February 11, 2002 New York
But then Posen is not aiming to be the next Ralph Lauren. His inspiration is '30s fashionthe sort of outfits Jean Harlow might have sported at a cocktail party. Pushing that notion of glamour to the extreme, Posen built his collection around dresses, mostly bias-cut with provocative necklines, which declared a fierce devotion to the female form. The designer incorporated '30s design elements like contrasting insets, fitted bodices, fluttering ruffles and fishtail trains, and used movie-star fabrics like satin and crepe, but also worked with cotton, leather and mesh. (While many of the looks were entrance-makers, there were also some quietly wearable pieces, like a blush mesh top and a long, mitred tweed coat.) And in a week of muted, monochrome palettes, Posen's 32 looks were a riot of color: orange, purple, blue and yellow, along with the occasional black and white.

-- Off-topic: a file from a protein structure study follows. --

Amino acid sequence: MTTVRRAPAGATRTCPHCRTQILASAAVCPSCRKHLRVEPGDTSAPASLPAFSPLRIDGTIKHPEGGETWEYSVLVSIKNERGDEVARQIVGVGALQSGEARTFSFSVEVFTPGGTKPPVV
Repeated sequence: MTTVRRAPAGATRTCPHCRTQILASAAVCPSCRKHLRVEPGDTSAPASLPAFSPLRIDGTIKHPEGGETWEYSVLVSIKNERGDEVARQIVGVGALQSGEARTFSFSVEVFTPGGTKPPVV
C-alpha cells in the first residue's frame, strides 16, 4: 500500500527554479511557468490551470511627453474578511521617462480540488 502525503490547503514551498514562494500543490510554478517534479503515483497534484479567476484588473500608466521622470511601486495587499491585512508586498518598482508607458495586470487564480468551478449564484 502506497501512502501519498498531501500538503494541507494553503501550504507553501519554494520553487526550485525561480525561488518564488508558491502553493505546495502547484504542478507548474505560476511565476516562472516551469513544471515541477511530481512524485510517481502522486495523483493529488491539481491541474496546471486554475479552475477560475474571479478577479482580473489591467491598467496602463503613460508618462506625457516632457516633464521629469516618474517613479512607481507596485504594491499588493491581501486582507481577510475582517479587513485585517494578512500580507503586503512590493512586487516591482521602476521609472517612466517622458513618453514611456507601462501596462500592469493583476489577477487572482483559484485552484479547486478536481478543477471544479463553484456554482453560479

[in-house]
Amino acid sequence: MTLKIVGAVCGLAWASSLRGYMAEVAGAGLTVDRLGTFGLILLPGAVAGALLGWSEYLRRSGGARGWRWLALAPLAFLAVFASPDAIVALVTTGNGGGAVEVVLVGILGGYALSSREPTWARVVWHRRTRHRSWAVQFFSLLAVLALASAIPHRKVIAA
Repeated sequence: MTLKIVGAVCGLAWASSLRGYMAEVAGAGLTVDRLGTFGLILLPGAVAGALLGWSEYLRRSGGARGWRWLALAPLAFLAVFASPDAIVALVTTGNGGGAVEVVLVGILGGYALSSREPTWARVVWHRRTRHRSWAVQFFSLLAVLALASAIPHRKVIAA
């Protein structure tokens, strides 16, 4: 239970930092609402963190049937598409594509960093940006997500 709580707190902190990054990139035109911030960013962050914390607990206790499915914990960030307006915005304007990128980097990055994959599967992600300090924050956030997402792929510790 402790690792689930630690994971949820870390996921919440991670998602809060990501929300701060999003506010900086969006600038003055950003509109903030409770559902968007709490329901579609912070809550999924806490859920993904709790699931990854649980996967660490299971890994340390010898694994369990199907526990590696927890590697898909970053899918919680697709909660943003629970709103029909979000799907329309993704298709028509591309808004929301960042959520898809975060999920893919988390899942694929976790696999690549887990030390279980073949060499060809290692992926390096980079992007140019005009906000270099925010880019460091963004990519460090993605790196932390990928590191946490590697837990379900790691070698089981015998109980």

The models, including Karen Elson, Eleonora Bose, Liberty Ross, Teresa Lourenco and the actress Paz de la Huerta, were clearly given a mandate to act up, and they did, vamping for the cameras like seasoned starlets.